Media coverage on the distant future of AI and machine learning have painted a scary picture of machines going berserk, rampaging killer robots, and rogue self-driving cars. Those ugly manifestations of machine learning are unlikely to go beyond fiction. But the dangers of machine learning can—and already have—taken different routes. A couple of podcasts featuring El Mahdi El Mhamdi, PhD scholar at EPFL, shed important light on the dark side of AI—poisoned data sets, bad actors, AI-generated fake news, and the Byzantine problem—and his work on technical AI safety and robustness in biological systems.

Both the podcasts were recorded in January this year. The Practical AI podcast, hosted by Chris Benson (Chief AI Strategist at Lockheed Martin, RMS APA Innovations), was recorded during the Applied Machine Learning Days Conference in Lausanne, Switzerland. The AI Alignment Podcast of the Future of Life Institute was recorded during the Beneficial AGI conference in Puerto Rico.

El Mahdi El Mhamdi discusses fault tolerance, or the lack of it. Referring to the allegory of the three Byzantine generals, he explains ‘Byzantine fault,’ where components fail in a distributed computing system and there is imperfect information sharing and poisoning attacks.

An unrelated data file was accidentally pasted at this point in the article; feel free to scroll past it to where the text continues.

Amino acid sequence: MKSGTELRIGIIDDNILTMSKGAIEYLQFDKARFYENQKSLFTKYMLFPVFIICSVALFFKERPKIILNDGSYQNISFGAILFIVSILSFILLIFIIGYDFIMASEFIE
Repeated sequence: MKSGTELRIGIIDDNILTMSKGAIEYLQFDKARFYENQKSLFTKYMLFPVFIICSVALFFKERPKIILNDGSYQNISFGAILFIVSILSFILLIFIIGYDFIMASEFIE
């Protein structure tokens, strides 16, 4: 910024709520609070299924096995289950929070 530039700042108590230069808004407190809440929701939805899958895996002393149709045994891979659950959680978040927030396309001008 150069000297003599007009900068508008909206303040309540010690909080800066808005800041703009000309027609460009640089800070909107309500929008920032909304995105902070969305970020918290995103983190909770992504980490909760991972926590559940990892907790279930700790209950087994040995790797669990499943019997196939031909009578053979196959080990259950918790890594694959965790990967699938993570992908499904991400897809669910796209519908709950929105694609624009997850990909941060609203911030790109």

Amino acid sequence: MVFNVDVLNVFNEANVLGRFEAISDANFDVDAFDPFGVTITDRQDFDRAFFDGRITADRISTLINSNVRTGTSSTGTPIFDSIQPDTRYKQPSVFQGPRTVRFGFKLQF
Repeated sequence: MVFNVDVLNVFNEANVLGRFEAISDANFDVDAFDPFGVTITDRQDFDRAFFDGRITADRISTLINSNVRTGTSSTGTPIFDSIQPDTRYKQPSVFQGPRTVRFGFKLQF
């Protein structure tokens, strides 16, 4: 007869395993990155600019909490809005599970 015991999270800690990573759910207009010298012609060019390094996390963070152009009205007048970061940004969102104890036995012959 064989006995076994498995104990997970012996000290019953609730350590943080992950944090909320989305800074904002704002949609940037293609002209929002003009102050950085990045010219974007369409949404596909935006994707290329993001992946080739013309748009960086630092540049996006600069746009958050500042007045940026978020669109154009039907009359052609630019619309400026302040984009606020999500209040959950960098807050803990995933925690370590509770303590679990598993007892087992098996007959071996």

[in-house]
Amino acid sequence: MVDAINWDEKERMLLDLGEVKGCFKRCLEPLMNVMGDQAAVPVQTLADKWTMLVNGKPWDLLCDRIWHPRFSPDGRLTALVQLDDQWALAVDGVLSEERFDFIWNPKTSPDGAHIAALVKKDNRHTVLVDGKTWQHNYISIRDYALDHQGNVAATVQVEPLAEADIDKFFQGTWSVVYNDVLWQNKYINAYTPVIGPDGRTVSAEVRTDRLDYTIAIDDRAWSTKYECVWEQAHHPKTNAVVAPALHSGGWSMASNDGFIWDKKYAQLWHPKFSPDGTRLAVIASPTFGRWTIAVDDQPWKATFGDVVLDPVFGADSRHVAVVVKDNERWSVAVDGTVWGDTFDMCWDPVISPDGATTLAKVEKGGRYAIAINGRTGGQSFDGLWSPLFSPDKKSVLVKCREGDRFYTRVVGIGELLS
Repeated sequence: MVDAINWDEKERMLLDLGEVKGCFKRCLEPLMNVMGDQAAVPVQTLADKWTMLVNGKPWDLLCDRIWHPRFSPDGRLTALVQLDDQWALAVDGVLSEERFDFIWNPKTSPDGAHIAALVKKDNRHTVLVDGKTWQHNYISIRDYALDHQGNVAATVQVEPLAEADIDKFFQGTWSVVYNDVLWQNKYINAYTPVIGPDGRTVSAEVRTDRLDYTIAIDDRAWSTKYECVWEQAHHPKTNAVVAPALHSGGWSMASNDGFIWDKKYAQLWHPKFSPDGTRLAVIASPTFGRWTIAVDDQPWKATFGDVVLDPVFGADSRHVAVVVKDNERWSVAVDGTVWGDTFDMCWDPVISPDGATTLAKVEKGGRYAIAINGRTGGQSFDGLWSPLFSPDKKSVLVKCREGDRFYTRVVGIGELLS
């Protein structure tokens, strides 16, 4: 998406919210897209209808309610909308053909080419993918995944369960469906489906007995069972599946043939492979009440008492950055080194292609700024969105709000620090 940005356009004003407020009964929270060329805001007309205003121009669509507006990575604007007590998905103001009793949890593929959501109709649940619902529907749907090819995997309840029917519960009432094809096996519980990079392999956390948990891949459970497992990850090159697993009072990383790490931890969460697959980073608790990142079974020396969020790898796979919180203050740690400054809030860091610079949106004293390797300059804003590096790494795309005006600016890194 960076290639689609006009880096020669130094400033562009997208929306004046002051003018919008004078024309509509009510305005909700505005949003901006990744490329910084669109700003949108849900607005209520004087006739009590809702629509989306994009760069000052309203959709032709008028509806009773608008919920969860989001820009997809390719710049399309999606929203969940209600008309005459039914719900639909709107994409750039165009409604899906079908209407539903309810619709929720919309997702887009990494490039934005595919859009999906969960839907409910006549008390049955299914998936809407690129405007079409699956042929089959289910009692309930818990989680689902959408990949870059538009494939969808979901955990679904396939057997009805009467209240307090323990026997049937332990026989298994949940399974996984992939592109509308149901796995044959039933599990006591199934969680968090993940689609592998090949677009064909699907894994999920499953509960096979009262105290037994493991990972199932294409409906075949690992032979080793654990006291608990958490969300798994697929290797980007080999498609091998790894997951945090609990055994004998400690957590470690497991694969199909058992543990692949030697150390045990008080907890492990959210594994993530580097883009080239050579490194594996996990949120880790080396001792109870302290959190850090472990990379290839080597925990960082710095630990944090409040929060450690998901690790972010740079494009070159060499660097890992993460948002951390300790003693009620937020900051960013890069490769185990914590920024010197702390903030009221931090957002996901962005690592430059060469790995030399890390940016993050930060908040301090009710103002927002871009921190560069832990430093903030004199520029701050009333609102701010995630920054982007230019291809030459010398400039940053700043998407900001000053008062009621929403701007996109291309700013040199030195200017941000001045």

He calls some “recommender systems” as the “killer robots” of today. For instance, AI-backed search engines spread misconceptions about the “dangers” of vaccinations. As a result, vaccine-preventable diseases are reemerging and causing thousands of deaths, prompting WHO to list “vaccine hesitancy” as one of the ten threats to global health.

El Mahdi El Mhamdi also alludes to the weakness of applying average gradients in machine learning because that leads to completely skewed recommender systems. To address the problem, he is working with fellow researchers on systems that offer poisoning resilience and safe interruptability. They have developed a protocol called Gradient Descent and “derived a series of algorithms that behave like a median, and that provides guarantees that it is bounded in between a majority of points.” They have also developed a new version of TensorFlow (Google’s machine learning framework) to make it Byzantine resistant. The AI Alignment Podcast explains El Mahdi El Mhamdi’s work on Byzantine-resilient distributed machine learning, the difficulties along the way, and the importance of this line of research for long-term AI alignment

There are, perforce, limitations in computer science to tackle vulnerabilities in machine learning. After all, “Computationally, it’s way easier to be the poisoner.” However, El Mahdi El Mhamdi and his colleagues have successfully developed systems to improve security in AI and machine learning, and are working toward a future of technical AI safety.